The advocates of decriminalising cannabis now have an economic case to press. A Treasury official, in a document prepared for a brainstorming session, suggested the Government could save more than $500 million a year legalising the popular drug.
The report, intended for internal use but seemingly based on robust calculations, suggested tax from a legal cannabis industry could be worth $150m, with annual savings of $400m from lower policing costs.
These are not trivial numbers, though both Treasury Secretary Gabriel Makhlouf and Finance Minister Bill English were quick to dispel any idea that drug policy reform was under way.
Makhlouf said that although the figures in the report were drawn from high-level estimates, they were not official Treasury assessments. English said the report did not cross his desk and was not intended to be widely distributed.
Nor does the enthusiasm of the Treasury analyst reflect the Government's position, which treats drug use as a health issue.
Its drug strategy through to 2020 does not propose decriminalisation, though the policy did anticipate the medical use of marijuana going mainstream as a pain relief therapy. That alternative seems likely to occur, and sooner rather than later.
Associate Health Minister Peter Dunne says if trials in Australia clear the way for medicinal cannabis, then MedSafe is likely to approve products for manufacture and use in New Zealand.
At present, the law provides an exemption for people wanting to bring in drugs for medicinal use. The drugs must have been legally supplied for the patient's own treatment and be no more than a month's supply. The restrictions limit the medical application to those who can afford it.
So the perception of cannabis, in the medical area at least, is changing.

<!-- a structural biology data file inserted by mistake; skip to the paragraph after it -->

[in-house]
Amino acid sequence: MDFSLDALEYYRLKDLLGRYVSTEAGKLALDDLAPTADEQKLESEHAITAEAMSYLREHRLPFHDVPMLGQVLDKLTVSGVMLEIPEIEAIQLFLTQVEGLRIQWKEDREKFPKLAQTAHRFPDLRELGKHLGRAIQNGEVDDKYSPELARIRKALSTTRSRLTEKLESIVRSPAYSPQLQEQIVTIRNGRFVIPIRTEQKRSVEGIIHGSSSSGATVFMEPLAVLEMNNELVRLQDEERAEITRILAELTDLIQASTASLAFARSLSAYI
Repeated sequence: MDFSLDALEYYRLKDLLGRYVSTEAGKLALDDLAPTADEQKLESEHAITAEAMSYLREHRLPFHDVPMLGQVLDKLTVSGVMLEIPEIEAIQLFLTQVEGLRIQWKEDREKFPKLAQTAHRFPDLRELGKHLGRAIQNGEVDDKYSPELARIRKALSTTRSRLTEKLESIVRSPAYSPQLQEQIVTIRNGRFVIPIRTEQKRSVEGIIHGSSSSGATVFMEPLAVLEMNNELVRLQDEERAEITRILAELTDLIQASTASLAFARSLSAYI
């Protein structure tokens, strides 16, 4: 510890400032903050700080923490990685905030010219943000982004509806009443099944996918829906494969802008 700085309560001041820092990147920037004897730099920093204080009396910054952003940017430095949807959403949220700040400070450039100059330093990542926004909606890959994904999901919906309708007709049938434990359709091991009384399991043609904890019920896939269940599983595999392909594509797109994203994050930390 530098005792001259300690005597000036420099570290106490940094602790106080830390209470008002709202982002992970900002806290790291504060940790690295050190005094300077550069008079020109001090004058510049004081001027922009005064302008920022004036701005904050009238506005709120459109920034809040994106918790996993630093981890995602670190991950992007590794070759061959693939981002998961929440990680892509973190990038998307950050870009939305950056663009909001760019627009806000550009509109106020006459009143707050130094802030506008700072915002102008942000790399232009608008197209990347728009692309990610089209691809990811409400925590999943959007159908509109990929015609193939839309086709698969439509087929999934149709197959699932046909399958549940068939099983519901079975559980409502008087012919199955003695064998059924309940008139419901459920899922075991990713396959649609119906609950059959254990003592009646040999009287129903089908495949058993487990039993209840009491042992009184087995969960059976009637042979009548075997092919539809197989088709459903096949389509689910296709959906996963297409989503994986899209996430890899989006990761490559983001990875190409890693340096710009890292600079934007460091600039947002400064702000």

This week, it was announced that a team of Auckland University researchers had a $157,000 grant to study whether cannabinoids can help treat brain cancer.
The university's head of pharmacology, associate professor Michelle Glass, said the research should not be seen as condoning cannabis use but could result in helpful therapies for a combined attack against cancer cells.
The Treasury paper makes the point that drug reform "isn't a particularly radical idea these days". It observed that Denmark, Germany, Portugal, parts of Australia and the United States have decriminalised possession of cannabis to varying degree and have had "positive" experiences "and don't seem to have an increase in drug use".
Despite these trends, there would seem to be limited political appetite for New Zealand to open the kind of recreational dope shop found in Colorado, Washington and Oregon.
There is good evidence to support this cautious approach.
The New Zealand Drug Harm Index, compiled by the Ministry of Health, estimates the social cost of drug-related harms and intervention costs in 2014/15 as $1.8b. Cannabis contributes to this cost, given that the most recent survey found 11 per cent of adults over 15 reported using the drug in 2012/13. Users report harmful impacts on work and study. A minority have noted learning problems, and some consumers acknowledge the drug has a harmful effect on their mental health.
In the Herald on Sunday last weekend, Long Bay High School principal Russell Brooke urged parents not to smoke cannabis in front of their children. He accepted the drug had become widely available, with the medical discussion normalising debate about its recreational use.
The problems related by the Ministry of Health's survey confirm that his message - and the circumspect approach of the national drug policy - remains a prudent one.